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Why is housing so expensive in the UK compared with the rest of Europe?

Is it a coincidence that the countries with the largest rental sectors also have the most stable house prices, and strongest economies?

Our obsession with home-ownership and prejudice against landlords has turned housing into a speculative commodity. People will pay anything they can to climb onto the housing ladder.

This article looks behind conventional wisdom to examine what we can learn from other countries that might help us to take some of the heat out of the housing market.

Who would rent if they could buy?

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There is a really good feeling that comes with owning your own home. You are not answerable to anyone else for what you do with it, and free to develop and change it to suit yourself. Given a choice most people would prefer to buy for those reasons alone.

In the UK private renting is a particularly poor alternative. Tenancies are all very temporary, making it hard to put down roots. Few tenants would invest in redecorating, or improving the garden because they cannot be sure of staying. It does not have to be like that.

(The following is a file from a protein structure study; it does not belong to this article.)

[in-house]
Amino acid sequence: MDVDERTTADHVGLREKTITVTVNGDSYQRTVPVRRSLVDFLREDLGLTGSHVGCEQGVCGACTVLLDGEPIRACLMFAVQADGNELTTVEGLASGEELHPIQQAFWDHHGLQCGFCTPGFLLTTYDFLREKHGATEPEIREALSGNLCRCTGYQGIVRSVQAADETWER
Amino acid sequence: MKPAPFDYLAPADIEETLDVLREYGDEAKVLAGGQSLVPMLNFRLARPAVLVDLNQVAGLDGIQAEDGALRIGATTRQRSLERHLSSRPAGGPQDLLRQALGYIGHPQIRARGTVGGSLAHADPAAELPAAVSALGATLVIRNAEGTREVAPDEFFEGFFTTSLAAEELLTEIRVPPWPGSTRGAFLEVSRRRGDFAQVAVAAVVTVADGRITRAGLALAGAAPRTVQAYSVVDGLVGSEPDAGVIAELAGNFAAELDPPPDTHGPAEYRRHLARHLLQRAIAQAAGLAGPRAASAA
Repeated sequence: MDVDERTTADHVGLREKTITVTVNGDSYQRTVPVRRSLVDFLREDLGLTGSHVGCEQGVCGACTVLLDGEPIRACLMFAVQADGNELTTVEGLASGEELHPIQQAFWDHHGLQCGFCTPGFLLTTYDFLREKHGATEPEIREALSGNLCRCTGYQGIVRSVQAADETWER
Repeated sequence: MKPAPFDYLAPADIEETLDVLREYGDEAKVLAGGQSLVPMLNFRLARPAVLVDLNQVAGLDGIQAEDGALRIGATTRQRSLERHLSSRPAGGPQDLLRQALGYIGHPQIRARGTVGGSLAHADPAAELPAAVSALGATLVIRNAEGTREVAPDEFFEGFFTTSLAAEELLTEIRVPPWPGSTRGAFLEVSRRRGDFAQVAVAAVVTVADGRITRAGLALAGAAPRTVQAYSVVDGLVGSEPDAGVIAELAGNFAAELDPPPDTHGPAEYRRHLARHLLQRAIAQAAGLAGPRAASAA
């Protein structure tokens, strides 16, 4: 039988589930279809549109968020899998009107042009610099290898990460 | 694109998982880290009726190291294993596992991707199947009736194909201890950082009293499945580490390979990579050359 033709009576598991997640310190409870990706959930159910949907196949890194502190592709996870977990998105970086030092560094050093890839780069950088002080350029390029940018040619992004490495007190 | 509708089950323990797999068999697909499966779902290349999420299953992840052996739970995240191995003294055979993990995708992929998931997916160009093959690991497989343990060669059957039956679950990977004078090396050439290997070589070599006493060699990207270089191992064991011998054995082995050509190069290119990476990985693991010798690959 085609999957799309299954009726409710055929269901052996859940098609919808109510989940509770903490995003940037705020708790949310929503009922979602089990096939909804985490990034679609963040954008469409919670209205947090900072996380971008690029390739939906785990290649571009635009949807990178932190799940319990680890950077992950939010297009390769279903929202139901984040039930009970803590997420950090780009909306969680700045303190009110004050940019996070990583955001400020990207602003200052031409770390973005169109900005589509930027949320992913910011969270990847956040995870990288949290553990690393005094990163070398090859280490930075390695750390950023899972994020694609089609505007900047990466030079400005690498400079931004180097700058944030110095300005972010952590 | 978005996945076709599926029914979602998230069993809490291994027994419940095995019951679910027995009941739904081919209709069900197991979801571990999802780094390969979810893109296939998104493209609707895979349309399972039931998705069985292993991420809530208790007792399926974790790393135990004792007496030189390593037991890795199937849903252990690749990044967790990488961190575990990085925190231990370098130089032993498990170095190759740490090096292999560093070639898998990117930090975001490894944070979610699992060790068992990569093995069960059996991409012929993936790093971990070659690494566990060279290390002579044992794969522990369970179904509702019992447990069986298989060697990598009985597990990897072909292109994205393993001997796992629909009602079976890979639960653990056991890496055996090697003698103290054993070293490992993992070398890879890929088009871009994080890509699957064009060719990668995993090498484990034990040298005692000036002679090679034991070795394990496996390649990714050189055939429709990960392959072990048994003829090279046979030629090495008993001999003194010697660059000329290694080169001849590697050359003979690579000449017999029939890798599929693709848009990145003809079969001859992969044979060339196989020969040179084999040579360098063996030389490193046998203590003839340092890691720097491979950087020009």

French tenants can take a longer term interest in their homes, with three year tenancies that are automatically renewed unless they are in breach of the agreement. The landlord is responsible for providing a decent home, but the tenant is liable for all maintenance and minor repairs.

Landlords can only take back the property to house a member of their family, or to sell, in which case the tenant gets first refusal.

There is no rent control on new tenancies. During the tenancy, or at renewal, any increase is limited to the local rise in market rents so people do not get pushed out by unreasonable rent increases. Similar rules apply in much of Western Europe, making renting a much more viable long term option where people can really feel at home, and secure.

Part of the problem is our attitude to landlords, who are popularly portrayed as greedy and exploiting. Press reports exaggerate the money to be made from rents, quoting gross returns and ignoring running costs. The fact is the vast majority of landlords are amateurs letting out one or two units.